Ricky Gervais has thrown his support behind the RSPCA, which has launched an appeal today to raise funds to keep its rescuers on the frontline saving animals.
Animal rescuers at the charity have been designated key workers by the Government but vital funding is needed to keep them out on the road, continuing to rescue animals from the worst cruelty and neglect.
Although RSPCA centres have closed to the public, the charity continues to provide vital care to thousands of animals across England and Wales at its centres and hospitals. It is expecting even more to come into its care in the coming weeks as its rescue teams bring in more animals in need. Alongside this, the charity is facing ‘a huge financial strain’ as it is already seeing the damaging effect of this crisis on its fundraising income, while the costs of saving, treating and caring for animals continue.
Animal lover Ricky said: “It is really important for us all to pull together to help each other at this difficult time and someone needs to be there for animals too. I would urge people to give whatever they can spare at this really difficult time to support the RSPCA so they can stay out on the frontline rescuing the animals who need them most.
“They are facing huge challenges through this crisis, but their amazing staff are committed to being there for animals in danger in any way they can and they can only do it with your help.”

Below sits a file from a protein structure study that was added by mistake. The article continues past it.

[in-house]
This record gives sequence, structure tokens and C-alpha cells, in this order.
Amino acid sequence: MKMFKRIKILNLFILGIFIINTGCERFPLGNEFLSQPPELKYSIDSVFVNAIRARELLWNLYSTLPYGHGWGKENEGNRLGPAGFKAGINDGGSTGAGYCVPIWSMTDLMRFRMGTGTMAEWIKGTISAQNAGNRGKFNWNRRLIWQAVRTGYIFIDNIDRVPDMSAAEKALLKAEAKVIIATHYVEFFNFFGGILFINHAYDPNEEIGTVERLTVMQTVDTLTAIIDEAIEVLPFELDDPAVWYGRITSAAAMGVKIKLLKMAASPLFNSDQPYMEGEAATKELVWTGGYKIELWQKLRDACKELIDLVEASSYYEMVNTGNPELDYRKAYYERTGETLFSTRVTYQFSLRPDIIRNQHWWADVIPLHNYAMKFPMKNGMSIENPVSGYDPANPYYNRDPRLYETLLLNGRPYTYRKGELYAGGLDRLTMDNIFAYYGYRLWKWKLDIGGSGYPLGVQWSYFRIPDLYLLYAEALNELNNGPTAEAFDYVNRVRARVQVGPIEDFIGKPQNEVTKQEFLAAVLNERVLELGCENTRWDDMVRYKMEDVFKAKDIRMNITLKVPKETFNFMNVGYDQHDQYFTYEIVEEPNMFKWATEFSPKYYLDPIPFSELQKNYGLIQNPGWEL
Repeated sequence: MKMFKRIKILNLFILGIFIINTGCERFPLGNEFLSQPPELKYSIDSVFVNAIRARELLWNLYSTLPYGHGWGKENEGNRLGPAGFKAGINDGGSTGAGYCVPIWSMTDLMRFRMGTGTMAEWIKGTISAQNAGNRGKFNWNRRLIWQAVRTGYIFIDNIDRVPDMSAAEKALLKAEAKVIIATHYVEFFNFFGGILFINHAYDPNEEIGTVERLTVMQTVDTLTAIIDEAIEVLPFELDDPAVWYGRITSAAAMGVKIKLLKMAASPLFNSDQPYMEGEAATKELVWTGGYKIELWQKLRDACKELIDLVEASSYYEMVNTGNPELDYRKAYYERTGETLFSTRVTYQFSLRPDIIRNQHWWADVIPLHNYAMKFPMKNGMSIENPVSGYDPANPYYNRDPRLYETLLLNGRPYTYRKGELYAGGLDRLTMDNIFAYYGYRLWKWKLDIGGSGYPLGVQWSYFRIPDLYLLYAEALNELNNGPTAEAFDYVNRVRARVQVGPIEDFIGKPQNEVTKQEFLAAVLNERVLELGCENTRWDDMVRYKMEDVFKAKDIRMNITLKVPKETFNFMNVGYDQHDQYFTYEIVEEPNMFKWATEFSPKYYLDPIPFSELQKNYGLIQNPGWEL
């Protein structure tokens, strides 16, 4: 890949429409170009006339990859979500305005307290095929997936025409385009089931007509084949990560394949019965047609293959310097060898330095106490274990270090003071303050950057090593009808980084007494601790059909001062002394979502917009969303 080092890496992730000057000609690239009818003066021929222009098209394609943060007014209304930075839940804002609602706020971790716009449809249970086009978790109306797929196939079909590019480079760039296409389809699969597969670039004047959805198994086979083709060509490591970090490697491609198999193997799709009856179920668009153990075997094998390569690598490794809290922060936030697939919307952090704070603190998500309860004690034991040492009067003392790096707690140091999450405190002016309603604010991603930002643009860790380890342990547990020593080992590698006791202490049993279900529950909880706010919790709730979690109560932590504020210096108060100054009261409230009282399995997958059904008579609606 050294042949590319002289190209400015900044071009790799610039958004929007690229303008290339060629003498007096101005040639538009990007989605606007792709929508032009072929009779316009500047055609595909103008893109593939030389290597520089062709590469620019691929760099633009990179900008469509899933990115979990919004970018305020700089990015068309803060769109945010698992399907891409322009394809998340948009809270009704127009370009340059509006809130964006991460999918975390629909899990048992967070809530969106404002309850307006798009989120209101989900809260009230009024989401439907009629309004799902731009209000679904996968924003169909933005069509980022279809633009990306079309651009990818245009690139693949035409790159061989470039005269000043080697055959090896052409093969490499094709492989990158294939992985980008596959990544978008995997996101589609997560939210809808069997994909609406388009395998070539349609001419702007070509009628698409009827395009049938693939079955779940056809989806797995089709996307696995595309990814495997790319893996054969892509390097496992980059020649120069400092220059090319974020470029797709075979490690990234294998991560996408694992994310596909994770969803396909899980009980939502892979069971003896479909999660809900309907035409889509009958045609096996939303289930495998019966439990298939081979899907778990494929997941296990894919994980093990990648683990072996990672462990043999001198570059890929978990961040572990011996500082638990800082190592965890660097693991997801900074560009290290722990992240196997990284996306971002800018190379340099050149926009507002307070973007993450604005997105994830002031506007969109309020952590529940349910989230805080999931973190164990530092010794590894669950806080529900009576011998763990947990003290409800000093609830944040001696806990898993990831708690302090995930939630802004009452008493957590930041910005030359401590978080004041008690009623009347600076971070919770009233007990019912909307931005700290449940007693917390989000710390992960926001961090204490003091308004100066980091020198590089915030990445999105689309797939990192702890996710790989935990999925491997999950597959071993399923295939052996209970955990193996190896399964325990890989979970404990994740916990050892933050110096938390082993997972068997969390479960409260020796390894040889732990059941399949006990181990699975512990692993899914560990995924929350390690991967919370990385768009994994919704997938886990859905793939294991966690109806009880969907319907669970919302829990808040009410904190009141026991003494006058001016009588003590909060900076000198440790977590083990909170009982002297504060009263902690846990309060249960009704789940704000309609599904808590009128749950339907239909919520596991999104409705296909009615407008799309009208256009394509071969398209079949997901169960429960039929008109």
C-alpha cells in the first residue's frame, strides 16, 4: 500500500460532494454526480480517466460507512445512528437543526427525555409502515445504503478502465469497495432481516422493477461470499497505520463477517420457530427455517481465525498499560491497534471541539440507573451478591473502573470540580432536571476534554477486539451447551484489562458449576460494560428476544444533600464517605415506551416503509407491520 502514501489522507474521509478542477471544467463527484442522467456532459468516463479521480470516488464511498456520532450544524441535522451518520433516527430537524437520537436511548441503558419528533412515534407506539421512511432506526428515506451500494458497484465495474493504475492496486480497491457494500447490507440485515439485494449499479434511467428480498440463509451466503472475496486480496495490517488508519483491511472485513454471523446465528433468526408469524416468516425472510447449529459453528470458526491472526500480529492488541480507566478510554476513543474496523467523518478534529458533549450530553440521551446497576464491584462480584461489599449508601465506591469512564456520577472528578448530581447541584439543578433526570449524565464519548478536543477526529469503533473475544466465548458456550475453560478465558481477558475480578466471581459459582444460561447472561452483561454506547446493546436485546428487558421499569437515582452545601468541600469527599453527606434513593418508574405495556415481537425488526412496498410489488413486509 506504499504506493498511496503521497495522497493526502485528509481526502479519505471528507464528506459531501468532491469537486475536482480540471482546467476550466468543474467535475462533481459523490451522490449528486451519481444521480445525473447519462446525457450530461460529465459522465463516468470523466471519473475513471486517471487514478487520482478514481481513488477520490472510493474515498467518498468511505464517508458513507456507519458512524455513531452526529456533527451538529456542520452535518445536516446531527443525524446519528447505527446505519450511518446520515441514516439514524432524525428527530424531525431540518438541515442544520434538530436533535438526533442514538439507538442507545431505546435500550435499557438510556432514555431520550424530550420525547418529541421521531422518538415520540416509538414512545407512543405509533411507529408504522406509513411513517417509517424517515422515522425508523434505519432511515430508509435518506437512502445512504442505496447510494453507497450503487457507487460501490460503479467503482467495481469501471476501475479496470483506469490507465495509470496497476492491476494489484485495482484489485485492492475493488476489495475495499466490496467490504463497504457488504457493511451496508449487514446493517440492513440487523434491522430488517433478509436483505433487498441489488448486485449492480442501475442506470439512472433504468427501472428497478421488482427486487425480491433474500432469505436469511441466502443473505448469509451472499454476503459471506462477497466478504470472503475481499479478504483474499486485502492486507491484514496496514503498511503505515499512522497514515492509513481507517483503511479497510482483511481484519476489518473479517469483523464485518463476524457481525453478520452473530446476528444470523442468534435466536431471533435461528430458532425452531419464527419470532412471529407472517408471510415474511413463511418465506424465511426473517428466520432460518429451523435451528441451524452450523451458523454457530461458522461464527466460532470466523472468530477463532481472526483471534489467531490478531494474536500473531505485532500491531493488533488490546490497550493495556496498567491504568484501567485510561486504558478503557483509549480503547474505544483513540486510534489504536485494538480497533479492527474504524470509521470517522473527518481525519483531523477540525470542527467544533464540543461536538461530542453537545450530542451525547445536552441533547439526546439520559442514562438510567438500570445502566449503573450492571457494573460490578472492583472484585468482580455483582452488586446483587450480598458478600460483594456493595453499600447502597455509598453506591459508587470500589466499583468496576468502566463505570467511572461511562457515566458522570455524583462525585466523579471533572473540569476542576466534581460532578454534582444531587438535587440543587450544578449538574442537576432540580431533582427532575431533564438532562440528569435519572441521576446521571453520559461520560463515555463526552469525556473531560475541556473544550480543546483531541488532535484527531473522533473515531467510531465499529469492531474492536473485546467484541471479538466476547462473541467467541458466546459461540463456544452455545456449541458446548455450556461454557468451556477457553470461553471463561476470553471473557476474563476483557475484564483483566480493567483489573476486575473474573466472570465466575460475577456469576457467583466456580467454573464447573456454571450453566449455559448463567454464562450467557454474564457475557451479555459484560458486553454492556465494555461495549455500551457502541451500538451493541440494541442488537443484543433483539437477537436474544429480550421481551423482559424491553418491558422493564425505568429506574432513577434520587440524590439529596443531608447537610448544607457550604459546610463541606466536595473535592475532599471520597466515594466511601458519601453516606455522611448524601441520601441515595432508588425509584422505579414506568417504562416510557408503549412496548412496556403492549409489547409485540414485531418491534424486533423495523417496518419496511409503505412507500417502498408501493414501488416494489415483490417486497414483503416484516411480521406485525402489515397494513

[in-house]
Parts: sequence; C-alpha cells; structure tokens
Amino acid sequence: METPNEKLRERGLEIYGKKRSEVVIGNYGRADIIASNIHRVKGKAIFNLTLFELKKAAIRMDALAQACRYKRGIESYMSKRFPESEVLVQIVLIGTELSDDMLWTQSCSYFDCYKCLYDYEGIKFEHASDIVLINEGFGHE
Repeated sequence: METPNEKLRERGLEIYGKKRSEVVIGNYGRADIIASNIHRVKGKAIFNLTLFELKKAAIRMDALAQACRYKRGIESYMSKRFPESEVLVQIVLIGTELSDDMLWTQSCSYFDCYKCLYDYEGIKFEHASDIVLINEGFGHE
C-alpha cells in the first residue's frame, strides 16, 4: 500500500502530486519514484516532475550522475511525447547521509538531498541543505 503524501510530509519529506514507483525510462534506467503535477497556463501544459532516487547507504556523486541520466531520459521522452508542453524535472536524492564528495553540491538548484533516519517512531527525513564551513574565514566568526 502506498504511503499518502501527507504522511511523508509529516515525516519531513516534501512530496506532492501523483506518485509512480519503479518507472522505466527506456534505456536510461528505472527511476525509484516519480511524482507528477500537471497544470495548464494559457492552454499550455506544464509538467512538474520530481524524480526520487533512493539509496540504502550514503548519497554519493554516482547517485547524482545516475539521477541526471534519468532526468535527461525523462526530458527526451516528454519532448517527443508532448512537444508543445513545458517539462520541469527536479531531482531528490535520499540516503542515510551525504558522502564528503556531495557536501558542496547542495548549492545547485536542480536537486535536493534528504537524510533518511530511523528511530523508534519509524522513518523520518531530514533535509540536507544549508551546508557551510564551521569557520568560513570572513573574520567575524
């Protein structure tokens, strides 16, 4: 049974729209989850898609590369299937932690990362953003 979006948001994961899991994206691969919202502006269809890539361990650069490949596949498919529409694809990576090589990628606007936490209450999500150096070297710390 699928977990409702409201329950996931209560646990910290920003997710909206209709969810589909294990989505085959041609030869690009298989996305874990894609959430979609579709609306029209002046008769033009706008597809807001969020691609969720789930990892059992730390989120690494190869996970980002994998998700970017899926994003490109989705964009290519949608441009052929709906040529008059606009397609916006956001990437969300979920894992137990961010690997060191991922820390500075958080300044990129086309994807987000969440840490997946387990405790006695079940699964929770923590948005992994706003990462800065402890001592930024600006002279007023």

The national RSPCA is currently caring for more than 3,000 animals including more than 880 dogs, 870 cats, 840 horses and 200 rabbits, plus many more.
RSPCA Inspectorate staff are providing an emergency-only service throughout the lockdown period.
Dermot Murphy, chief inspectorate officer, said: “This is a time of national crisis, and many of us are anxious about the future and our loved ones. This crisis has touched all areas of life and the RSPCA is no different. As we all face the biggest challenge of a generation, the RSPCA must continue to be on the frontline, rescuing and caring for the animals who need us most.
“Our rescuers, vets and nurses have been designated key workers by the Government which means we can carry on saving animals from cruelty and neglect but we rely entirely on generous public donations to fund our vital services.
“We are facing immense challenges and huge pressures on strained resources, but our hugely dedicated teams are out there dealing with emergencies and our centres continue to deliver vital care to thousands of animals, with more expected in the coming weeks.
“We know that this is a difficult time for everyone but we must still be here for animals who are suffering and we are appealing for animal lovers to give whatever they can to help us.”
Since the crisis deepened at the beginning of March, the charity’s animal cruelty line has already received nearly 60,000 calls.
To donate, go to www.rspca.org.uk/covid